The agreement further strengthens the longstanding cooperation between the two organizations in the fight against trafficking, organized crime and terrorism, leveraging the global customs mandate of the WCO to help identify and cut off the flow of illicit weapons.
Under the agreement, the WCO will have real-time access to search the more than 1.4 million records of illicit firearms contained in the INTERPOL Illicit Arms Records and tracing Management System (iARMS) database, as well as access to firearms identification reference material via the INTERPOL Firearms Reference Table (IFRT).
The WCO will also be able to submit international trace requests for suspicious firearms recovered during its customs activities and operations, to help identify when and where a firearm was diverted into illicit use.
If a search made by the WCO triggers a match in the database, a notification will be sent to the INTERPOL General Secretariat, the WCO and the INTERPOL National Central Bureau (NCB) in the country which recorded the weapon in the database.
“The proliferation of illicit firearms presents a threat to global security which police cannot tackle alone. As guns are trafficked across borders, partners like the WCO provide invaluable support on the ground to intercept these weapons and keep them out of the hands of dangerous criminal networks,” said INTERPOL Secretary General Jürgen Stock.
INTERPOL and the WCO have worked closely to combat all forms of illicit trafficking worldwide for more than 20 years, since first signing a cooperation agreement in 1998.
“Access to INTERPOL’s iARMS will enable the WCO to provide operational support to its members, as the WCO Information and Intelligence Centre (I2C) will now be able to input search queries in the iARMS database on behalf of member customs administrations not yet having been granted access. This collaboration underpins the strong partnership between the WCO and INTERPOL in the global fight against terrorism and other types of organized crime, for which close national, regional and international customs and police cooperation is crucial,” said Kunio Mikuriya, WCO Secretary General.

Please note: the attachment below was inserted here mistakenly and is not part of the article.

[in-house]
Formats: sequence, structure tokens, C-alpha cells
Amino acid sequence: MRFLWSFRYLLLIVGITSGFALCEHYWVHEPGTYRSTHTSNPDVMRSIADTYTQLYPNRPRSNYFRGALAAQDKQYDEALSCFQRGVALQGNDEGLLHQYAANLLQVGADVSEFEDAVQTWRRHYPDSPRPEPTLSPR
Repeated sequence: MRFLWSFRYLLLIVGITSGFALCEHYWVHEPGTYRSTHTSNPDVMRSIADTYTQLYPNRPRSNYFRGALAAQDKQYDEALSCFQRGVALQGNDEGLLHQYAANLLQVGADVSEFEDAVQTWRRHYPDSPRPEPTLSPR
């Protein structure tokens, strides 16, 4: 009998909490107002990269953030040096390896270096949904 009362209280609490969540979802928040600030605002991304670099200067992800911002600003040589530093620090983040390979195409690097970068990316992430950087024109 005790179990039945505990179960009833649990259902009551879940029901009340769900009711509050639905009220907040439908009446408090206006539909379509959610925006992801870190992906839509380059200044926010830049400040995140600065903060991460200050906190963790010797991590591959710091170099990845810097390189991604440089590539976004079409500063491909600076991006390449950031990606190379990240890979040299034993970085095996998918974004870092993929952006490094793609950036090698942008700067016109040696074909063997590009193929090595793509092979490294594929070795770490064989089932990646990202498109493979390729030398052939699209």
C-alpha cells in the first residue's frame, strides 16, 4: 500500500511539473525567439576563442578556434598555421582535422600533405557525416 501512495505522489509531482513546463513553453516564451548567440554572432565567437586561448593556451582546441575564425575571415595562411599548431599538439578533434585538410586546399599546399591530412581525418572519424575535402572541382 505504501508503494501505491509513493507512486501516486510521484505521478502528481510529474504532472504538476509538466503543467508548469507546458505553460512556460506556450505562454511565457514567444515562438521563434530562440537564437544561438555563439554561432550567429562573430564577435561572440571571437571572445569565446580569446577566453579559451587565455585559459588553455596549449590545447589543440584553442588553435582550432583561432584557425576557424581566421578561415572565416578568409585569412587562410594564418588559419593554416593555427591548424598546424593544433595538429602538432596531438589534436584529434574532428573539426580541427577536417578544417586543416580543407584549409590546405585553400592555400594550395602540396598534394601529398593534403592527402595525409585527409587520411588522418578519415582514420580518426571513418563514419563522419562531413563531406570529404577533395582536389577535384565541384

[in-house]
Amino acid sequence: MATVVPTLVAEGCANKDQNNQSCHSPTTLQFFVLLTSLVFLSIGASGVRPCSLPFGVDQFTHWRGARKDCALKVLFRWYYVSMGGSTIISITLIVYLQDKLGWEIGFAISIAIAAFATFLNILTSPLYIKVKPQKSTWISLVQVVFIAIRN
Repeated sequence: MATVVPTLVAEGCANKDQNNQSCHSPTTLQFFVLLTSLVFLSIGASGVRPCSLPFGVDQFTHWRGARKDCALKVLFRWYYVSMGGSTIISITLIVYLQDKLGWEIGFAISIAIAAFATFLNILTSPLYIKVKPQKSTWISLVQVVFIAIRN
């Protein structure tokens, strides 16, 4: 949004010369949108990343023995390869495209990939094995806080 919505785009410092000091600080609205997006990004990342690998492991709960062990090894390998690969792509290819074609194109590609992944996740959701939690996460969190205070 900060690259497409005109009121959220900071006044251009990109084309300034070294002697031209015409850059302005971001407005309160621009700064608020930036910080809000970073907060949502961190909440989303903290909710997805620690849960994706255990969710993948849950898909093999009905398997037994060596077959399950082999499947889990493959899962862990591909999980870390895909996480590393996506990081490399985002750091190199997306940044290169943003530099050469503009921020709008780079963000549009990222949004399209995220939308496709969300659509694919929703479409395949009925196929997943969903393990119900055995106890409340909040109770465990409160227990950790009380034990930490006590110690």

In recent years the two organizations have collaborated on a number of global and regional operations, including:
Operation Trigger III (2017) and IV (2018) – firearms trafficking in West Africa, and the Middle East and North Africa, respectively;
Operation Neptune II (2019) – maritime border security operation in Europe and North Africa;
Operation Pangea XIII (2020) – global operation against pharmaceutical crime;
Operation Adwenpa (2016-2019) – border management operation in West Africa.
As well as working together on the European Union Project for Combating the Illicit Trade in and Proliferation of Small Arms and Light Weapons in the Member States of the League of Arab States, INTERPOL and the WCO are partners on the Airport Communication Project (AIRCOP), along with the United Nations Office on Drugs and Crime (UNODC). The project aims at strengthening law enforcement capacities at international airports across the globe to profile, detect and intercept drugs, other illicit goods and high-risk passengers in origin, transit and destination countries.
In addition the two organizations are also partnering in the Programme Global Shield, an international effort to monitor the licit flow and illicit trafficking of precursor chemicals and any other materials which could be used by terrorist and other criminals to manufacture Improvised Explosive Devices (IED).
The iARMS project is funded by the European Union.